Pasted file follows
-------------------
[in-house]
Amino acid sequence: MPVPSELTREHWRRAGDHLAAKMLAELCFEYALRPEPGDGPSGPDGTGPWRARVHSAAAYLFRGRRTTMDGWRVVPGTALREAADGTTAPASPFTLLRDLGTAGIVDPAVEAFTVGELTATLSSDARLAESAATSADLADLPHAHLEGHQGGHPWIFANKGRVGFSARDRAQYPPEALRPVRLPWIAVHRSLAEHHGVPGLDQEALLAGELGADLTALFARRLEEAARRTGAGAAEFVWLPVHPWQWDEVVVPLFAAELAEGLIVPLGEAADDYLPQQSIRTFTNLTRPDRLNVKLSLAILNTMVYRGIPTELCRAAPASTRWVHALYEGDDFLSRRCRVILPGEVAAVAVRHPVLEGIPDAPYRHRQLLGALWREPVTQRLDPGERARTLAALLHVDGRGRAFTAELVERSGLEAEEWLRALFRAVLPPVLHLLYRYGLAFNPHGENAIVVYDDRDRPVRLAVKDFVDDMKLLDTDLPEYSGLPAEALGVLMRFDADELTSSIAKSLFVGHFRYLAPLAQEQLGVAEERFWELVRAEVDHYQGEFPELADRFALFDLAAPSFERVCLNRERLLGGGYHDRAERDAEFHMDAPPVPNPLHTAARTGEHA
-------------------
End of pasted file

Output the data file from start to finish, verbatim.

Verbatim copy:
[in-house]
Amino acid sequence: MPVPSELTREHWRRAGDHLAAKMLAELCFEYALRPEPGDGPSGPDGTGPWRARVHSAAAYLFRGRRTTMDGWRVVPGTALREAADGTTAPASPFTLLRDLGTAGIVDPAVEAFTVGELTATLSSDARLAESAATSADLADLPHAHLEGHQGGHPWIFANKGRVGFSARDRAQYPPEALRPVRLPWIAVHRSLAEHHGVPGLDQEALLAGELGADLTALFARRLEEAARRTGAGAAEFVWLPVHPWQWDEVVVPLFAAELAEGLIVPLGEAADDYLPQQSIRTFTNLTRPDRLNVKLSLAILNTMVYRGIPTELCRAAPASTRWVHALYEGDDFLSRRCRVILPGEVAAVAVRHPVLEGIPDAPYRHRQLLGALWREPVTQRLDPGERARTLAALLHVDGRGRAFTAELVERSGLEAEEWLRALFRAVLPPVLHLLYRYGLAFNPHGENAIVVYDDRDRPVRLAVKDFVDDMKLLDTDLPEYSGLPAEALGVLMRFDADELTSSIAKSLFVGHFRYLAPLAQEQLGVAEERFWELVRAEVDHYQGEFPELADRFALFDLAAPSFERVCLNRERLLGGGYHDRAERDAEFHMDAPPVPNPLHTAARTGEHA